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Study On Structure And Anti-Uv Properties Of Sericin Cocoons

Publicado en línea: 08 Feb 2022
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Formato
Revista
eISSN
2300-0929
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19 Oct 2012
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4 veces al año
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Inglés
Abstract

Through biogenetic engineering, the posterior silk glands of Bombyx mori larvae are degenerated, and only the middle silk glands are retained to secrete sericin to produce sericin fibers, so as to obtain sericin cocoons with high sericin content (>98.5%). For this paper, sericin cocoons were studied, and the morphological structure characteristics and properties of sericin cocoons and common Bombyx mori cocoons were compared and analyzed through such modern test techniques as SEM, FTIR, and XRD. Results show that sericin cocoons have the basic morphological structure of cocoons, but because of the brittleness and hardness of sericin, the ssericin cocoons have poor integrity with a thermal decomposition rate that is higher than that of cocoons; the two cocoons are of a similar protein structure, with both α-helix and β-sheet structures, and dominantly the β-sheet structure; and the crystallinity of sericin cocoons (10.48%) is lower than that of the common Bombyx mori cocoons (27.10%). Sericin was extracted from both cocoons to obtain a mixed sericin solution respectively, which were coated on base fabrics of polyester taffeta (210T) for coating finish and subjected to qualitative research for their anti-UV properties. The base fabrics coated with mixed sericin solutions of sericin cocoons and Bombyx mori cocoons have an anti-UV performance index (UPF) of 23.9% and 22.5% respectively, which are higher than that of the base fabric (8.9%).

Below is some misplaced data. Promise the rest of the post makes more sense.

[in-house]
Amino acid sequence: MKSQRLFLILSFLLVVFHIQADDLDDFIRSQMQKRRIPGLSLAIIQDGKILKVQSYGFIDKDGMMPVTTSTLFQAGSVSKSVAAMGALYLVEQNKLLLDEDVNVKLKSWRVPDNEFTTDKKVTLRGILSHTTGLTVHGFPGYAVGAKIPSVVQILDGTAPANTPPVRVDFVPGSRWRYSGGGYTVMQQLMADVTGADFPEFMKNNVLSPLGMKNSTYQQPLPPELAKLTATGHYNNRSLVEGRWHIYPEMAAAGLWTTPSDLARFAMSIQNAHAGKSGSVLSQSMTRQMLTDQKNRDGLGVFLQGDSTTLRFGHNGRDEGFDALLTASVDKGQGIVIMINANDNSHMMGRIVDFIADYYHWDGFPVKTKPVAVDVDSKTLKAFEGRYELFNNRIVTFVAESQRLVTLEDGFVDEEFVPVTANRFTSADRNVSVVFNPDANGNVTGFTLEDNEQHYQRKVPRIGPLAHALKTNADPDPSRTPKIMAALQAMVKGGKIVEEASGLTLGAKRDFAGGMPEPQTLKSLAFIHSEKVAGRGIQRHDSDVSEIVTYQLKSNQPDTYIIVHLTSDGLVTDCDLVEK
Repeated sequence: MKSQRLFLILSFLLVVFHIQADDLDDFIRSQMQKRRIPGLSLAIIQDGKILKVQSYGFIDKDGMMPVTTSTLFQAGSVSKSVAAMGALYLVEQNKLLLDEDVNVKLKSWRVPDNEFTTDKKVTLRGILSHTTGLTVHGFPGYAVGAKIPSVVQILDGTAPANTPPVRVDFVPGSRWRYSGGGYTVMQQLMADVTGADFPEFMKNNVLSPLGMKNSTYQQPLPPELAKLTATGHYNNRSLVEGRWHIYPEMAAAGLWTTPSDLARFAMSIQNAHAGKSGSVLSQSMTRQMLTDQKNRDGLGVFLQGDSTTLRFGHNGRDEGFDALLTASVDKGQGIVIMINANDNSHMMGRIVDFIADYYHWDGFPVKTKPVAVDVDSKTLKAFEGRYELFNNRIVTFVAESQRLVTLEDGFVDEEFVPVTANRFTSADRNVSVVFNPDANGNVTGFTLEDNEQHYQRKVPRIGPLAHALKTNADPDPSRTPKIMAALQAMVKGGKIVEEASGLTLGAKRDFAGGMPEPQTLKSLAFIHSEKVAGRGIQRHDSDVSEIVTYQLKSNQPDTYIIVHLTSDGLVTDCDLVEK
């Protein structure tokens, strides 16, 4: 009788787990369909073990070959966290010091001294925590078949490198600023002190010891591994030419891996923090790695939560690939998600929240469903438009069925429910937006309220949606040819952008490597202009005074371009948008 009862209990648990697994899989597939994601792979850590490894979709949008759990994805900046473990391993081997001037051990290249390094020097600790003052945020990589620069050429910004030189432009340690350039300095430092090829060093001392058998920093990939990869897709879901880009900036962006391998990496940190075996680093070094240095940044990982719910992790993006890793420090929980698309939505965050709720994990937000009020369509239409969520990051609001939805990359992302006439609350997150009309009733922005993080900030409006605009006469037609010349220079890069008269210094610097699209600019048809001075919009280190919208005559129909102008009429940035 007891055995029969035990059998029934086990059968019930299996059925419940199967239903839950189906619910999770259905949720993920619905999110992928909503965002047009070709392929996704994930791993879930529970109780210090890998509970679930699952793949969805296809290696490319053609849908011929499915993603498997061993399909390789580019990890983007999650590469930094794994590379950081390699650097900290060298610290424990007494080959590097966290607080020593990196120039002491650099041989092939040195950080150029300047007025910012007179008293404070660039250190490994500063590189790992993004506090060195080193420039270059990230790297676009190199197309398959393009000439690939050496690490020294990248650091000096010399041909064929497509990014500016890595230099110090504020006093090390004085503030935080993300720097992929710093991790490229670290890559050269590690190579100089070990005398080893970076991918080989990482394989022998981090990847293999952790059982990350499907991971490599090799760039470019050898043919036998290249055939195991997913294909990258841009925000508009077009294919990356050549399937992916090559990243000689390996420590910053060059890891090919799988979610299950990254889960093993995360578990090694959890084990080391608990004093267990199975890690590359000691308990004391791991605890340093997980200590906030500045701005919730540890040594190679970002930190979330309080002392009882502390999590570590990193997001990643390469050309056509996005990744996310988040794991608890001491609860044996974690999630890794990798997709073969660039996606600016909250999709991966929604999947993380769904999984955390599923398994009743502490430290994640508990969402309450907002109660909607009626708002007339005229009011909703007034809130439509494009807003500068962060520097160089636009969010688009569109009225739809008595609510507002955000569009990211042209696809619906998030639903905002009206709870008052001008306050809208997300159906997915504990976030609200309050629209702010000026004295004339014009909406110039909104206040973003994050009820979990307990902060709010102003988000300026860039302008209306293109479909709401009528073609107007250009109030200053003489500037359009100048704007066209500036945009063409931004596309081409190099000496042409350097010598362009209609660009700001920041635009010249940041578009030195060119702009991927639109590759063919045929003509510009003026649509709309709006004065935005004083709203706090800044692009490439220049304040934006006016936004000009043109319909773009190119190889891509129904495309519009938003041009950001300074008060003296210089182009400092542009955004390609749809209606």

Keywords

Introduction

Silk is generally composed of fibroin and sericin. The sericin wraps the fibroin completely or partially and binds various layers of silk into a natural nonwoven compound material to assist silkworms in constructing the space for the growth and development of pupae, i.e., cocoons [17]. Studies have shown that the sericin outside the fibroin contains a mixture of pigment, grease, waxiness, and inorganic salts and plays a good role in protecting the fibroin to a certain extent [8, 9]. The cocoon can be divided into the cocoon coat, cocoon layer, and cocoon lining from outside to inside, and there is a significant difference in the content of sericin [10], so that the content of sericin in cocoon coat is close to 1.5 and 2 times that in the cocoon layer and cocoon lining respectively [8, 9, 1113]. Wild cocoons live outdoors, and their sericin content is higher [1417]. The sericin content is as high as 15% to 25% in the cocoon coat, which is also associated with their better protection against UV rays to ensure the normal development of silkworm larvae [18, 19].